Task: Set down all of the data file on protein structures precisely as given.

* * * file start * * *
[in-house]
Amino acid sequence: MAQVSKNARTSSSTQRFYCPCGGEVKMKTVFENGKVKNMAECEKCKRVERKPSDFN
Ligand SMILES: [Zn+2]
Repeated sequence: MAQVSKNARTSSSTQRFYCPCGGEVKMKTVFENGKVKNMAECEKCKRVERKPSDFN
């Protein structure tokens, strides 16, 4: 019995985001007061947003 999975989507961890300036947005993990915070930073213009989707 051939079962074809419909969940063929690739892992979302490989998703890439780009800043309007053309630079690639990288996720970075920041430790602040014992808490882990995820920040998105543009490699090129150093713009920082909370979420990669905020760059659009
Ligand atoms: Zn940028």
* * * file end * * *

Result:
[in-house]
Amino acid sequence: MAQVSKNARTSSSTQRFYCPCGGEVKMKTVFENGKVKNMAECEKCKRVERKPSDFN
Ligand SMILES: [Zn+2]
Repeated sequence: MAQVSKNARTSSSTQRFYCPCGGEVKMKTVFENGKVKNMAECEKCKRVERKPSDFN
């Protein structure tokens, strides 16, 4: 019995985001007061947003 999975989507961890300036947005993990915070930073213009989707 051939079962074809419909969940063929690739892992979302490989998703890439780009800043309007053309630079690639990288996720970075920041430790602040014992808490882990995820920040998105543009490699090129150093713009920082909370979420990669905020760059659009
Ligand atoms: Zn940028």